## Printable Math Strategy and Algorithm Posters: Great to Discuss in Guided Math Groups

Here are some great posters.  You might hang these up as reference posters in your classroom.  You might also also have them nearby when you are talking about different strategies and algorithms in your small guided math group.  These serve as scaffolds (in the form of cues) so that students can remember what they are learning.

Happy Mathing,

Dr. Nicki

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## Great Basic Facts Number and Strategy Club!

This is a great website based on the Oregon Teachers of Mathematics guided activities.  They have created a series of activities to scaffold learning.  As the students complete the activities, they move through membership levels in the “number club” and then the “strategy club”.  This is just great basic practice and a motivating structure.  The clubs are listed in the left sidebar.  Check out all the information on this site!

This is how they frame it:

“Number Club provides a framework for methodically working through the patterns that make up our base-ten number system. Strategy Club builds on understanding those patterns and using them to solve progressively more challenging addition and subtraction problems. This program is a tool to differentiate instruction within the frame-work of a whole group lesson….and best of all; it’s a hit with children!”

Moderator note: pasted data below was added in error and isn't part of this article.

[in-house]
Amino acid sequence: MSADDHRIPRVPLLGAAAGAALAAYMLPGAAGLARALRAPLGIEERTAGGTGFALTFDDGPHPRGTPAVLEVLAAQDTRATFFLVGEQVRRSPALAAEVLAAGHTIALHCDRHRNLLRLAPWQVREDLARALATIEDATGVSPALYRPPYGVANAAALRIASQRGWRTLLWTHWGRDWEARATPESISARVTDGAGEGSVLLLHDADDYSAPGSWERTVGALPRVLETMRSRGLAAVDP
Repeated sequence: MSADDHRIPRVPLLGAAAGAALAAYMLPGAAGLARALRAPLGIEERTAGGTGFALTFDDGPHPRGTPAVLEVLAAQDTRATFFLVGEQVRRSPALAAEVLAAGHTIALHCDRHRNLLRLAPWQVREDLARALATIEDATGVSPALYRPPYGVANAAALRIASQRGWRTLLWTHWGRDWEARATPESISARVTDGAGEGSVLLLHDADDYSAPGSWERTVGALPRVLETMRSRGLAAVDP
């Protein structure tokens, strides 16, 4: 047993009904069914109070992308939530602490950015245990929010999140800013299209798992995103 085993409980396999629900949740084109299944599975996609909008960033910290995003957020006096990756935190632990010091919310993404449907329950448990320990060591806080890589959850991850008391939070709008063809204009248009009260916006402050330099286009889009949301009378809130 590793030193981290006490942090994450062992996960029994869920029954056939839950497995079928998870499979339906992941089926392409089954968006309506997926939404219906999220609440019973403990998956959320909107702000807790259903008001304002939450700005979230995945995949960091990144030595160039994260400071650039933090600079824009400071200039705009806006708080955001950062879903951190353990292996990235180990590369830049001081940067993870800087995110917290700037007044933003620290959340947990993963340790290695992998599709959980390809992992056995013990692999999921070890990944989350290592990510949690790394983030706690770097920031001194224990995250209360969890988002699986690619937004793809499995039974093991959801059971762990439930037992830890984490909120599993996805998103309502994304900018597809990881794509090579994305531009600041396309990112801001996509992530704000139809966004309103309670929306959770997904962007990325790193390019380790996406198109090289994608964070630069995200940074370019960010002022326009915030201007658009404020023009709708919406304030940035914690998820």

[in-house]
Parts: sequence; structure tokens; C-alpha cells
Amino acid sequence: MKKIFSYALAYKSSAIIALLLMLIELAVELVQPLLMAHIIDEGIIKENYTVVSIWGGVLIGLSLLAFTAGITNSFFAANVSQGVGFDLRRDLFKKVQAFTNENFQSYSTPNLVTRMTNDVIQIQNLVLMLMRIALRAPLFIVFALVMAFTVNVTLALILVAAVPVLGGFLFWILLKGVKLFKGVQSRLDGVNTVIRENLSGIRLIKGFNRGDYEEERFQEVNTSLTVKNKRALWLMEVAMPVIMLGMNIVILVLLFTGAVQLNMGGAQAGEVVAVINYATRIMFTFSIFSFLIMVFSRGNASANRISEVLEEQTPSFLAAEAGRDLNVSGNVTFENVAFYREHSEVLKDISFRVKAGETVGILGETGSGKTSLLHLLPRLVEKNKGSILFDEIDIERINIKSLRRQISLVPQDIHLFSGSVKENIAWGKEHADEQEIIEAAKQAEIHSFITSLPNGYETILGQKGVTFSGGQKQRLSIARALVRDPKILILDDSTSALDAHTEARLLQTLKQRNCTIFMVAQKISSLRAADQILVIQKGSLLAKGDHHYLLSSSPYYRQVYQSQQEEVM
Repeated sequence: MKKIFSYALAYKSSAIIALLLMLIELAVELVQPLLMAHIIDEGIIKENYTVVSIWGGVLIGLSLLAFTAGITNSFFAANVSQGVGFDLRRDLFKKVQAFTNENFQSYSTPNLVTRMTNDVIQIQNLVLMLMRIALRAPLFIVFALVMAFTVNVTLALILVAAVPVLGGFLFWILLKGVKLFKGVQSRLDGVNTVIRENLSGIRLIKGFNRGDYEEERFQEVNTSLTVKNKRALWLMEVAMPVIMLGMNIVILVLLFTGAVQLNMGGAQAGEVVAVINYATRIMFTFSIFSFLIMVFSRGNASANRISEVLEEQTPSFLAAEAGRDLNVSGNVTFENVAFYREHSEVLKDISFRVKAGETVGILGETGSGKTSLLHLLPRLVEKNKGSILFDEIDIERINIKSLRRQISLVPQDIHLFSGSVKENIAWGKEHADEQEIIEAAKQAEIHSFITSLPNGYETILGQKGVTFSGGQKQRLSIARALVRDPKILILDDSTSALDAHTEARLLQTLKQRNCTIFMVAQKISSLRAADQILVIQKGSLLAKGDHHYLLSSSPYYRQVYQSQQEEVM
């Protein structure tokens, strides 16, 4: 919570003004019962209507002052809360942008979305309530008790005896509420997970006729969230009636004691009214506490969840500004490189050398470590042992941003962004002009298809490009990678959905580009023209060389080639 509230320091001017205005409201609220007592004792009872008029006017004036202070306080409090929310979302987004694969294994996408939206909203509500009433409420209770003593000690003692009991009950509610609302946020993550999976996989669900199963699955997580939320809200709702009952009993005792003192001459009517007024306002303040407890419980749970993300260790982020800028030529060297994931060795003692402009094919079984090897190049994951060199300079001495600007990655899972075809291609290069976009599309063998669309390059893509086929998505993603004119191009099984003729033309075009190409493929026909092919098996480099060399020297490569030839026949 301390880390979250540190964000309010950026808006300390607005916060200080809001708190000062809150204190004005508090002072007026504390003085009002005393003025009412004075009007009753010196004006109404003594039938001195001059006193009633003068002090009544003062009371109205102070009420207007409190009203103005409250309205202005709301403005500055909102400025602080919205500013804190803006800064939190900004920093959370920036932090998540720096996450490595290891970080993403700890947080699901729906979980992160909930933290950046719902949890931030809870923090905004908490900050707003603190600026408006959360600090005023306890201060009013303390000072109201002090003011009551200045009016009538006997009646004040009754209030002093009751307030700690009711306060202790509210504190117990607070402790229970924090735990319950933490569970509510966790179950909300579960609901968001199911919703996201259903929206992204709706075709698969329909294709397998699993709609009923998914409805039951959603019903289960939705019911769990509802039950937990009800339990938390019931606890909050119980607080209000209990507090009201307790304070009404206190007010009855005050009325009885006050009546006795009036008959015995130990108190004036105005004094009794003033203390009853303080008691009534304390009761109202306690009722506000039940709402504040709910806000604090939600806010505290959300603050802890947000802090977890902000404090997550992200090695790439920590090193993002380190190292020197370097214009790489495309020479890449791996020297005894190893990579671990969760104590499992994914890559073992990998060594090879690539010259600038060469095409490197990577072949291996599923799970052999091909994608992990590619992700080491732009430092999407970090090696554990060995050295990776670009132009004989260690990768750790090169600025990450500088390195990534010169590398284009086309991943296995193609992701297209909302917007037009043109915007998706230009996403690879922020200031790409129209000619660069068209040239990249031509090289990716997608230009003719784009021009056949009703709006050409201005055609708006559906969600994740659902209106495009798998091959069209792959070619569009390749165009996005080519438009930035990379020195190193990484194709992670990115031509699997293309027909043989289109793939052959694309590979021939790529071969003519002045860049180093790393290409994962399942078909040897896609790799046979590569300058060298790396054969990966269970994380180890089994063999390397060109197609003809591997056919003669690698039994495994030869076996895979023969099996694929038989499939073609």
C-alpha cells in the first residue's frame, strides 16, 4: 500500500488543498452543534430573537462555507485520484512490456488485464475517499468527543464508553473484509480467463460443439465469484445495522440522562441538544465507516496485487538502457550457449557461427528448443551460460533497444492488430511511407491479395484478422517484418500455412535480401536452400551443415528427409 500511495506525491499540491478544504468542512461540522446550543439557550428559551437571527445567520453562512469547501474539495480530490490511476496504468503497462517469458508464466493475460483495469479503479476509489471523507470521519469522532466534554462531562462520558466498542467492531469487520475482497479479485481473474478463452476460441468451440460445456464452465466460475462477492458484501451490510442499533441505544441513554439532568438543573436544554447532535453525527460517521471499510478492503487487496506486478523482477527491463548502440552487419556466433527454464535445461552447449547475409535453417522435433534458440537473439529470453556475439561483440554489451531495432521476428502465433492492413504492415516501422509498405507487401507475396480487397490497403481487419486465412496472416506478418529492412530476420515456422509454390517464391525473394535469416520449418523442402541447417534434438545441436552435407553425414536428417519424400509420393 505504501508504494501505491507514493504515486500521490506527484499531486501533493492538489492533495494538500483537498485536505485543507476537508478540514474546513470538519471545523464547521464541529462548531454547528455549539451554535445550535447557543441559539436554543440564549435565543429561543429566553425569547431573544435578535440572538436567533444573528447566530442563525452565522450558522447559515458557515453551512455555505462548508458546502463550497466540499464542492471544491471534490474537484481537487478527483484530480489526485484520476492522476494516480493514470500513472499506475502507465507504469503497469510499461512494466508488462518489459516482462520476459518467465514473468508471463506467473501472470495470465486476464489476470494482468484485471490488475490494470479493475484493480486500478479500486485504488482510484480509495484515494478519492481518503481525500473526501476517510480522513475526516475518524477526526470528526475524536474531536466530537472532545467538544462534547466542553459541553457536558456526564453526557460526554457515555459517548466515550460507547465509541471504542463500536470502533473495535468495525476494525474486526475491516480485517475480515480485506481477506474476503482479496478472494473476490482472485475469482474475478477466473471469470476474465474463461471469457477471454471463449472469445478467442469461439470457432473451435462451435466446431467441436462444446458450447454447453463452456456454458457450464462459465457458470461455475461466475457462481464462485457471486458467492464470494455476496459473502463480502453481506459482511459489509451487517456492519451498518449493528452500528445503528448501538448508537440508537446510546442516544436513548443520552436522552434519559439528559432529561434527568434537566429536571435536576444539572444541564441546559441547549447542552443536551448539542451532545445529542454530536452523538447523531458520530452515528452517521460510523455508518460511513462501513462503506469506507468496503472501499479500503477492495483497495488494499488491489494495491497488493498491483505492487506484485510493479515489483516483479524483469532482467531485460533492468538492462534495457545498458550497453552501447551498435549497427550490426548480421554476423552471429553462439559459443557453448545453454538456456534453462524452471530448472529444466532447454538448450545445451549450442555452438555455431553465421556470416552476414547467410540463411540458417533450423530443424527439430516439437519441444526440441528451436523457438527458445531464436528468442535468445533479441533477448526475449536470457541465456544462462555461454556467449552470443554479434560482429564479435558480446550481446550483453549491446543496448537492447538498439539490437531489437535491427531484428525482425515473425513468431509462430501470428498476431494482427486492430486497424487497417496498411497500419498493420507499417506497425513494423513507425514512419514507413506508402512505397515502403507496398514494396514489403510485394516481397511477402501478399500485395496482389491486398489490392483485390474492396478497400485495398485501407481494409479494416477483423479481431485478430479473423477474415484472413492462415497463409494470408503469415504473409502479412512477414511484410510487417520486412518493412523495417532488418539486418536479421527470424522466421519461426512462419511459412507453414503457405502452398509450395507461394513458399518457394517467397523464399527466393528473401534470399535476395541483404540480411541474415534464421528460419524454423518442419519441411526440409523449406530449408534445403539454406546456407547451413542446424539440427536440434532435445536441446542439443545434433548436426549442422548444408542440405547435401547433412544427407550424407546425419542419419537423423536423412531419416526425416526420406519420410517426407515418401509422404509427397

Number and Math Clubs

Be sure to look at the class summaries and the certificates.

Happy Mathing,

Dr. Nicki

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## Conceptual Understanding, Stategic Competence and Multiplication: Guided Math Group Work

Strategic Competence is extremely important to build in our students.  When students have strategic competence they are flexible with numbers and can think about a variety of efficient solutions. Strategic competence requires conceptual understanding.  Students have to know what they are doing, in order to think about it in a variety of  efficient ways.

When I say efficient, I am referring to the fact that some strategies are slow and others are fast.  So for example, let’s take 12 x 14.  One strategy is to draw 12 groups of 14 and count them up.  This is a strategy but it isn’t very efficient.  There are much more efficient ways to solve this problem.  One way is to multiply 10 by 14 and then add 2 by 14.  This would be much more efficient than the previous method.  Another way would be to multiply 12 by 12 and then add 12 x 2.  The point is that when students can think of multiple ways to approach a problem they are exhibiting strategic competence.  Below I have listed some examples of ways to think about teaching double digit multiplication, so that students build conceptual understanding and strategic competence.

Double Digit Multiplication

Base Ten

Partial Products

Lattice Multiplication

Explanation of Lattice Multiplication

Cross Hatch Multiplication